His wife Ilse Lotte and the two older children were transferred to a prison in Weilheim in Upper Bavaria on October 11, 1944 . From there, an odyssey began on October 31st, heading north via a hotel in Bad Reinerz in Silesia, the Stutthof and Lauenburg concentration camps near Gdansk , then heading south again to the Buchenwald concentration camp and via Regensburg and Schönberg to the Dachau concentration camp . They learned that their husband and father had been executed on January 6, 1945 in the Stutthof concentration camp. On April 30, 1945, shortly before the end of the war in South Tyrol, the Wehrmacht liberated them from the hands of the SS. In the custody of US troops , they continued on May 8, 1945 via Capri , Paris to Frankfurt am Main , where they were released home via Munich on June 26, 1945 .

Bad Sachsa was occupied by American troops on April 12, 1945 after brief fighting. The three little Hofacker children and the children of Claus Schenk Graf von Stauffenberg and Berthold Schenk Graf von Stauffenberg were picked up there on June 7, 1945 by their great-aunt Alexandrine Countess von Üxküll-Gyllenband . She brought Christa and Alfred to Caesar from Hofacker's sister Annemarie in Reichenbach and Liselotte to relatives in Tübingen . Ilse Lotte von Hofacker only found out on June 27th in Munich where her three youngest were. A few weeks later she managed to organize their trip home. On July 28, 1945 - after almost exactly a year of separation - she was reunited with her five children in Krottenmühl.


In 1957 the "Hofackerzeile", a street in the Charlottenburg-Wilmersdorf district , was dedicated to the resistance fighter in Berlin . On July 22nd, 2009 the "Cäsar-von-Hofacker-Anlage", a street in the district of Oßweil , was named after him in his native Ludwigsburg . In Tutzing , where his eldest son Eberhard von Hofacker last lived, and in the Frankfurt district of Kalbach-Riedberg, there is a "Cäsar-von-Hofacker-Straße".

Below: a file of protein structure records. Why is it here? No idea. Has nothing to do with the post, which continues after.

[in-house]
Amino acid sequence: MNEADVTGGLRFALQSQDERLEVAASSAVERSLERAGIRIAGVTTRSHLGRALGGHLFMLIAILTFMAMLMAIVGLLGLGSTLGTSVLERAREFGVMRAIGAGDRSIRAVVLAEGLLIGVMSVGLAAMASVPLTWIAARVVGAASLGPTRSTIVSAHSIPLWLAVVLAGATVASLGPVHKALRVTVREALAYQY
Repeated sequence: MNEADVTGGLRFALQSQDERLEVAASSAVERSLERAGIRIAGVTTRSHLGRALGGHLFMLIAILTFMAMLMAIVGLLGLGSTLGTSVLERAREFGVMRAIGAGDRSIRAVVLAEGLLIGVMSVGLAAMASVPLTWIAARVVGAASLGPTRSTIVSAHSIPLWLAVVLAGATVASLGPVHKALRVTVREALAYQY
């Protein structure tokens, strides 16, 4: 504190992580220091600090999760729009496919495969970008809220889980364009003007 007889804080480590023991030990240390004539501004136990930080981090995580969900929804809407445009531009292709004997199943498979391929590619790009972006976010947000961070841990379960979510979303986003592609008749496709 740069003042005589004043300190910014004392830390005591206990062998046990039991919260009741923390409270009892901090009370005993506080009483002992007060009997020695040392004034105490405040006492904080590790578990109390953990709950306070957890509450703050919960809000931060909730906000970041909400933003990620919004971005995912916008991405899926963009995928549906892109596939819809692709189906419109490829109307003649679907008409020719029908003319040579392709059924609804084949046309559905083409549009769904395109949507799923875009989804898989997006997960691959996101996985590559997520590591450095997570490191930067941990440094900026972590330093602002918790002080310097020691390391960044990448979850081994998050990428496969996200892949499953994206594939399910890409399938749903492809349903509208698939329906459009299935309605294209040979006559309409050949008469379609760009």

In 2010 a paper about the father was published by his youngest son Alfred von Hofacker. A review says:

"Alfred von Hofacker proves with anti-Semitic, anti-democratic and arrogant quotes from his father from the twenties and thirties that the path to resistance against the" Third Reich "was often not straight, but required a lengthy process of turning away and turning back the death of the mother in 1974 in documents in the attic of her house. The find made him “at first very upset” because the “resistance father” suddenly came up against him as “Adolf Hitler's pioneer”. Soon the father came closer to him because of this, because he "experienced him in these contradictions as a person who was not a hero". Caesar von Hofacker left the National Socialist "wrong track" which - as he wrote on June 30, 1944 - had "led to a pathological, sultry excess". So he participated with great passion in the uprising against Hitler, although the chances of success were slim: "In a letter to my mother a few weeks before July 20, 1944, he himself spoke of a ratio of 2 to 98." "


Web links

Individual evidence

  1. War ranking list of the regiment serial number 428
  2. Otto von Moser : Die Württemberger in the world wars. 2nd expanded edition, Chr.Belser AG, Stuttgart 1928, p. 130.
  3. ^ Friedrich Zipfel : Plötzensee Memorial . State Center for Political Education Berlin, Berlin, 7th edition 1966, p. 17.
  4. Christian Bommarius : Witness to History. Vinzenz Koppert ... , in: Berliner Zeitung of January 10, 2009 (online at .
  5. ^ Valerie Riedesel Baroness to Eisenbach: Ghost children. Five siblings in Himmler's kin. Ullstein Taschenbuch, Berlin 2018, ISBN 978-3-548-37777-3 , pp. 76-77.
  6. Valerie Riedesel (2018) p. 86.
  7. Valerie Riedesel (2018) p. 163.
  8. Valerie Riedesel (2018) pp. 107-108.
  9. Valerie Riedesel (2018) p. 109.
  10. Valerie Riedesel (2018) pp. 175–176.
  11. Peter Koblank: The Liberation of Special Prisoners and Kinship Prisoners in South Tyrol. In: Online-Edition Mythos Elser 2006.
  12. Valerie Riedesel (2018) p. 285.
  13. Valerie Riedesel (2018) p. 305.
  14. Valerie Riedesel (2018) pp. 291–294.
  15. Valerie Riedesel (2018) p. 306 and 311.
  16. Hofackerzeile. In: Street name lexicon of the Luisenstädtischer Bildungsverein (near  Kaupert ).
  17. ^ Alfred von Hofacker: Caesar von Hofacker. A pioneer for and a resistance fighter against Hitler, a contradiction? Stuttgart Stauffenberg Memorial Lecture 2009, Wallstein, Göttingen 2010, ISBN 978-3-8353-0626-4 .
  18. Review on